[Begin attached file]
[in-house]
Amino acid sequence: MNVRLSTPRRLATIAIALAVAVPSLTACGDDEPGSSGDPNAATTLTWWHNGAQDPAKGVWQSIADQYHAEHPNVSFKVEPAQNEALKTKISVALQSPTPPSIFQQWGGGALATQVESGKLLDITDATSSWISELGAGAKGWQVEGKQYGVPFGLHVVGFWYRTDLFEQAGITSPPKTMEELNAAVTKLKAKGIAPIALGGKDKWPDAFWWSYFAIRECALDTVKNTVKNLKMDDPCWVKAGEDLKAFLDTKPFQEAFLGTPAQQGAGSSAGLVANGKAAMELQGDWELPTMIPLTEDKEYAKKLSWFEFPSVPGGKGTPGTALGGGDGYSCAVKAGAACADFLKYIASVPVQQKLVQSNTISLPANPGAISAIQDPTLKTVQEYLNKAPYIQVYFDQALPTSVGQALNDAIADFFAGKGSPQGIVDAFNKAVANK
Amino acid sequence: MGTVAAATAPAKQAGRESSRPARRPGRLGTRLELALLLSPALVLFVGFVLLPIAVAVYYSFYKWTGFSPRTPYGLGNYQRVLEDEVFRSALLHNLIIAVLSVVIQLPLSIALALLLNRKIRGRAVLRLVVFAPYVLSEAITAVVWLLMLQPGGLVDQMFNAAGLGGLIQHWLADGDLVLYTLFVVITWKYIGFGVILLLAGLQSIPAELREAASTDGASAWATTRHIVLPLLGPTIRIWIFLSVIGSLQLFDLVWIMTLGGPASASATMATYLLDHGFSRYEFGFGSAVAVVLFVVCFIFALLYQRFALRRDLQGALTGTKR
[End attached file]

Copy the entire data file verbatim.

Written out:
[in-house]
Amino acid sequence: MNVRLSTPRRLATIAIALAVAVPSLTACGDDEPGSSGDPNAATTLTWWHNGAQDPAKGVWQSIADQYHAEHPNVSFKVEPAQNEALKTKISVALQSPTPPSIFQQWGGGALATQVESGKLLDITDATSSWISELGAGAKGWQVEGKQYGVPFGLHVVGFWYRTDLFEQAGITSPPKTMEELNAAVTKLKAKGIAPIALGGKDKWPDAFWWSYFAIRECALDTVKNTVKNLKMDDPCWVKAGEDLKAFLDTKPFQEAFLGTPAQQGAGSSAGLVANGKAAMELQGDWELPTMIPLTEDKEYAKKLSWFEFPSVPGGKGTPGTALGGGDGYSCAVKAGAACADFLKYIASVPVQQKLVQSNTISLPANPGAISAIQDPTLKTVQEYLNKAPYIQVYFDQALPTSVGQALNDAIADFFAGKGSPQGIVDAFNKAVANK
Amino acid sequence: MGTVAAATAPAKQAGRESSRPARRPGRLGTRLELALLLSPALVLFVGFVLLPIAVAVYYSFYKWTGFSPRTPYGLGNYQRVLEDEVFRSALLHNLIIAVLSVVIQLPLSIALALLLNRKIRGRAVLRLVVFAPYVLSEAITAVVWLLMLQPGGLVDQMFNAAGLGGLIQHWLADGDLVLYTLFVVITWKYIGFGVILLLAGLQSIPAELREAASTDGASAWATTRHIVLPLLGPTIRIWIFLSVIGSLQLFDLVWIMTLGGPASASATMATYLLDHGFSRYEFGFGSAVAVVLFVVCFIFALLYQRFALRRDLQGALTGTKR